before the dominance of gypsum board or drywall, the building of a simple interior wall was a layered construction. On top of the studs, thin strips of wood lath were installed, usually with gaps. On top of these strips a brown coat of plaster was applied and roughly smoothed out. After drying and sometimes a bit of sanding, a final coat of fine plaster was troweled over the brown coat. Often this final coat had pigments mixed in giving the wall an integral color.
The advantages of simple sheets of drywall notwithstanding, plaster construction was a kind of weaving – vertical and horizontal lines of support and strength. The gaps between the lath strips allowed the plaster to push through and around the strips, holding it more consistently to the wall.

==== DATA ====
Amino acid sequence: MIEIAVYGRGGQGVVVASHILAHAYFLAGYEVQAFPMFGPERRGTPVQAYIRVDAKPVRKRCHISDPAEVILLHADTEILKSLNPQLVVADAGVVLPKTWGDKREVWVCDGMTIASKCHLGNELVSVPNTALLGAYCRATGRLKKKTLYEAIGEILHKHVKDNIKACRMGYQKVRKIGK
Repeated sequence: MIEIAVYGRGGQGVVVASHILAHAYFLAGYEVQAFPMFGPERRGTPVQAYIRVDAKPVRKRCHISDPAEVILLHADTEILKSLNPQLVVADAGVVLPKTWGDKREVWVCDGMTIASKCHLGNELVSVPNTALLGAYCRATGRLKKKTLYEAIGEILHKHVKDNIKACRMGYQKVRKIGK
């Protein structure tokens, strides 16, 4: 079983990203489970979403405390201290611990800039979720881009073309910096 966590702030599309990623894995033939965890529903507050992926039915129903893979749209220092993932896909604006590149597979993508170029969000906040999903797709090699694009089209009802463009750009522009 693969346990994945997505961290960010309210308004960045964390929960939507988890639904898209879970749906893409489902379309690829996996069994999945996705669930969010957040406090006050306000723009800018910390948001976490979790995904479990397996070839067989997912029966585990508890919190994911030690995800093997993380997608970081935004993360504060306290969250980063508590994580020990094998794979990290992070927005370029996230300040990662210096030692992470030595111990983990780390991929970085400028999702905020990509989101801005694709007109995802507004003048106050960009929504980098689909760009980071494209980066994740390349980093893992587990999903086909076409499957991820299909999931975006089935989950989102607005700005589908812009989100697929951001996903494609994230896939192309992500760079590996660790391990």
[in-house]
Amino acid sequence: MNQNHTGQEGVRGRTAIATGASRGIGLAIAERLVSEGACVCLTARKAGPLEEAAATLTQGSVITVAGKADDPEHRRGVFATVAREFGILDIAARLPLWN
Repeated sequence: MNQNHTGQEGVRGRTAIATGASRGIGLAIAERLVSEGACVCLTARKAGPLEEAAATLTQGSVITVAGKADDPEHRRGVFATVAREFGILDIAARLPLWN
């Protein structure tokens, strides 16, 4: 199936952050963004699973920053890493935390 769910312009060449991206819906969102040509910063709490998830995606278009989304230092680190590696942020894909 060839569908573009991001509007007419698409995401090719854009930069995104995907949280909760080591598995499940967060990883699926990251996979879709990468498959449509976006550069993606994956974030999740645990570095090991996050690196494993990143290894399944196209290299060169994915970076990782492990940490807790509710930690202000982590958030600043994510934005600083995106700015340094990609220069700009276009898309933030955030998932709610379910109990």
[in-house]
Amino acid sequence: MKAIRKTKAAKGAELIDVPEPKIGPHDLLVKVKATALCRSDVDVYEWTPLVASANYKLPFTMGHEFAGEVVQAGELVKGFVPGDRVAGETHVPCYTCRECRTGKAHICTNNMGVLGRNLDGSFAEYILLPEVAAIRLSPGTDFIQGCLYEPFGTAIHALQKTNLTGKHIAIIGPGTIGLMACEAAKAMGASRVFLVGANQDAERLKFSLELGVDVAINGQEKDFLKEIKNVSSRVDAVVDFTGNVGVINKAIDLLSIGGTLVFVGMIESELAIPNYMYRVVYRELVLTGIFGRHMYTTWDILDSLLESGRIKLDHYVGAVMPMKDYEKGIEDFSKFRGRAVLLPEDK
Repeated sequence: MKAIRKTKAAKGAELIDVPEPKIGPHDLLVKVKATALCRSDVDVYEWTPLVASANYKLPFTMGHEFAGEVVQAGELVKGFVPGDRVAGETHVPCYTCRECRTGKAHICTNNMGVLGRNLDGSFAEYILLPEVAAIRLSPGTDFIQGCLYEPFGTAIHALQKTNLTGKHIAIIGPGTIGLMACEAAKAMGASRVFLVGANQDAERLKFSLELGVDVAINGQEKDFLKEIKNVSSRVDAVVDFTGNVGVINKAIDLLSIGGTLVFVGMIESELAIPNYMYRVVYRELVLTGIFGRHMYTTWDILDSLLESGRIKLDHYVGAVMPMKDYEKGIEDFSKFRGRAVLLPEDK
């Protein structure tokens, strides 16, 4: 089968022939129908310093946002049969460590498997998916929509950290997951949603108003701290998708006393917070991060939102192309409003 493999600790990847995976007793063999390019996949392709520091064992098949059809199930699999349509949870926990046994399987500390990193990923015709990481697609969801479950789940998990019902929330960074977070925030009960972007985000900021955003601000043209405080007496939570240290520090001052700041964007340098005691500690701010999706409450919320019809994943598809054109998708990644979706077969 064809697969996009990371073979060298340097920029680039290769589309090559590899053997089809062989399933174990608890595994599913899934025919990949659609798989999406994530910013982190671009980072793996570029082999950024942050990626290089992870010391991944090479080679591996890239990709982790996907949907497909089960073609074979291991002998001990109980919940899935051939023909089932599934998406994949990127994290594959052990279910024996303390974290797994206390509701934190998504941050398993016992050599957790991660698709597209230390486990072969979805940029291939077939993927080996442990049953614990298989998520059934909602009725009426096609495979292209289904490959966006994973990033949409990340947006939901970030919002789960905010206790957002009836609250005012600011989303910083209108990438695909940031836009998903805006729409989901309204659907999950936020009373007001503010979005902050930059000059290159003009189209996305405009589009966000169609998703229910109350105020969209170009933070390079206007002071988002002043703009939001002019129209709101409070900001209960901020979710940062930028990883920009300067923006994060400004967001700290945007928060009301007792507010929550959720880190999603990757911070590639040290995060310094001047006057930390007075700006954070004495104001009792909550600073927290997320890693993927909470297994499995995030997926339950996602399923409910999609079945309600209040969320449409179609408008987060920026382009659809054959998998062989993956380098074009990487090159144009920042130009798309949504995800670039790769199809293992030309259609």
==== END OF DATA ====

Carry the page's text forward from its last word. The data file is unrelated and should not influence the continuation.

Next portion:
When we work on older buildings, we end up demolishing a lot of these walls. The detritus of a plaster wall is piles and piles of broken wood and crusty plaster, clouds of dust. But after the plaster and lath comes down, the echo of its life remains in the staccato pattern of marked studs, rafters and joists.
These marks speak of the former woven, layered walls and ceilings – a construction laid on by hands, of a liquid turned to a solid, of a phase-change from houses made by hand, to houses assembled from goods.